That repression bit is part of it, but the public recitation aspect is also there in spades. If you are a fan of the poem, it is well worth filing through the film just to hear Franco's captivating rendition. I am still not at all sure what to make of the film otherwise. The narrative through line is mainly the Ginsberg/Cassady relationship in a timely rendition of the "it gets better" motif.

#8 Peter T Chattaway

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Posted 01 December 2010 - 01:15 PM

Link to the second thread on this film.

Link to our thread on Howl's Moving Castle. Just because.

#9 J.A.A. Purves

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Posted 15 May 2011 - 11:42 AM

Is currently on Netflix Instant Viewing.

#10 Tyler

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Posted 28 March 2012 - 10:41 PM

We're reading "Howl" in my poetry class next week, so I decided to check this out, despite the whole Starring James Franco thing. It's really uneven and felt longer than 85 minutes, but I thought the recitation and animation parts were done well. The rest of the movie gives the context of the poem, which is important, I suppose, but it didn't work as a movie all that well.

If I understood the notes at the beginning, the whole script was compiled from interviews and transcripts, so it's kind of a verbatim movie along the lines of The Arbor, except not nearly as engrossing or well-executed.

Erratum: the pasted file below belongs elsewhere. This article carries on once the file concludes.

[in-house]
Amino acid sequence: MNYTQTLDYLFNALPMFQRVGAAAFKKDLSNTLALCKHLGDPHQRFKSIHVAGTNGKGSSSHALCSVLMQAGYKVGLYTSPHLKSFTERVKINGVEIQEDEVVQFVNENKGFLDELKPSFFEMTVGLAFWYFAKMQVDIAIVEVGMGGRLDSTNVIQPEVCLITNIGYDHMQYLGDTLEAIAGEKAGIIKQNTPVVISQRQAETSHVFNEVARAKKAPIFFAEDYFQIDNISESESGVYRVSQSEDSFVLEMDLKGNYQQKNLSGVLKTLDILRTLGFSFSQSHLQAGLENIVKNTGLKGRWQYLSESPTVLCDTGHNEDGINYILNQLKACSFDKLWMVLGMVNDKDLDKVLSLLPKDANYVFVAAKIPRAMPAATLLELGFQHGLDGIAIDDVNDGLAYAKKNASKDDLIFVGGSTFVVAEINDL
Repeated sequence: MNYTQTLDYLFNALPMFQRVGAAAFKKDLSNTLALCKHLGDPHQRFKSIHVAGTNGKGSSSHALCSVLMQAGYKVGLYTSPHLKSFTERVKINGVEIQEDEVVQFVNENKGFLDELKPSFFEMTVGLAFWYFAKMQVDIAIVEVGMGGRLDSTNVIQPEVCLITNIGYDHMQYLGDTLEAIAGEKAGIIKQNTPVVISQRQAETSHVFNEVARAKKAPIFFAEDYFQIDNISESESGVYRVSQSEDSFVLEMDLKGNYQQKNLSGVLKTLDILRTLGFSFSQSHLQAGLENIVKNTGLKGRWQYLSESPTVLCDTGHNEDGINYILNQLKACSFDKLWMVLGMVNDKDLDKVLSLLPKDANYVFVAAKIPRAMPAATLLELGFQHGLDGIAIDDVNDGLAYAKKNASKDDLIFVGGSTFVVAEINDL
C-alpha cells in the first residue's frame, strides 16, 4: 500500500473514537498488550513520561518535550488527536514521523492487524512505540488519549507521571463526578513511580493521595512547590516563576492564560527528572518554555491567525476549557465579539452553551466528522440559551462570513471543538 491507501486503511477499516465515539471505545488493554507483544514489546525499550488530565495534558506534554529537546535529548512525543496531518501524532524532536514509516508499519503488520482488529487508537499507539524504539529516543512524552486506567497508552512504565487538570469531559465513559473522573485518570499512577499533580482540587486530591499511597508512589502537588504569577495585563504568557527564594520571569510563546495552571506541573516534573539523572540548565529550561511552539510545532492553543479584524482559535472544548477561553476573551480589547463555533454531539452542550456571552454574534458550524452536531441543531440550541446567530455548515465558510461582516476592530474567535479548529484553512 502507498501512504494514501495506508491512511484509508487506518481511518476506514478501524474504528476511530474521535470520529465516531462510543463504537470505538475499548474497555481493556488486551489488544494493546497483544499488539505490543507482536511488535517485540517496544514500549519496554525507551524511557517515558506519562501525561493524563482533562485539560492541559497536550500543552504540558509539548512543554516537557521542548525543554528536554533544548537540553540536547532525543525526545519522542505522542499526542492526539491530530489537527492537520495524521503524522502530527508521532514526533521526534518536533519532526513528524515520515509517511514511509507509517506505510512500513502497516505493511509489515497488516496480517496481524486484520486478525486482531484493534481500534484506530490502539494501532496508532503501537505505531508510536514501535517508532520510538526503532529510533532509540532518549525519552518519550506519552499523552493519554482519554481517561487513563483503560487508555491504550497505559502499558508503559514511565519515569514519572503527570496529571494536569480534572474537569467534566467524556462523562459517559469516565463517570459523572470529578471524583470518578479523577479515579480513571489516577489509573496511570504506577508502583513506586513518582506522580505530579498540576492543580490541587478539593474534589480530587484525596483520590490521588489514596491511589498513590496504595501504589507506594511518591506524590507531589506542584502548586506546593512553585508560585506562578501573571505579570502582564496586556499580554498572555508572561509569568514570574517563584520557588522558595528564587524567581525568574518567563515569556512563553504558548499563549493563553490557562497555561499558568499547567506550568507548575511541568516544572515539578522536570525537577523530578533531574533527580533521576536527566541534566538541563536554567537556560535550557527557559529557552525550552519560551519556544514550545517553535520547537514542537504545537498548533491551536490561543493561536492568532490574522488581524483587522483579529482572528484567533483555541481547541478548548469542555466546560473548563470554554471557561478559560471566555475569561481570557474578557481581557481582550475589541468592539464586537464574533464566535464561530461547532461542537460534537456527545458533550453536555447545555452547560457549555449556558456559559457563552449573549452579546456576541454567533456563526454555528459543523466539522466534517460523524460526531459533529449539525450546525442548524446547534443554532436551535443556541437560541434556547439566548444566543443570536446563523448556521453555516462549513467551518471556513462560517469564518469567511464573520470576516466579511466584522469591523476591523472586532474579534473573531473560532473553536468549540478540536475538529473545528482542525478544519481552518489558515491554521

#11 Persona

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Posted 29 March 2012 - 08:21 AM

Who couldn't love a movie named Howl?

Think I'll watch this after I finish up Pop Skull, which we have no thread for, which we may soon, because it is blowing my mind. Like - the once every ten years kind of blowing my mind. :)

#12 Persona

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Posted 01 April 2012 - 11:31 AM

I kinda liked it... but not nearly as much as Pop Skull.

As noted, the best part of this is actually seeing James Franco blaze through the poem. Just beautiful.

Edited by Persona, 01 April 2012 - 11:31 AM.


#13 Rushmore

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Posted 14 May 2013 - 01:58 AM

Just a note for anybody who still wants to see this, it only has one more day on Netflix Instant.

I just caught it, and I'm still deciding what to think. The most impressive thing was how continuously it flowed. The four or five scenes it kept switching between--the interview, the trial, the reading in the cafe, and the animated sequences--allowed it to roll forward as the poem rolls forward, without stopping. Unfortunately the pace slacks off a good deal toward the end, and the conclusion of the obscenity trial, which was meant to be the dramatic climax, only shows how uninteresting the whole legal affair really was. James Franco's reading of the poem is very good, though a little out of order and cruelly abridged, with some of my favorite lines missing. Where's "incomparable blind streets of shuddering cloud and lightning in the mind"? Where's "Moloch whose mind is pure machinery"? The animation was kind of cool. I didn't find any of it amazing, and that's too bad because Howl the poem is very amazing indeed.

#14 Rushmore

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Posted 03 November 2013 - 02:25 PM

I've made this the subject of another of my attempts at a film review.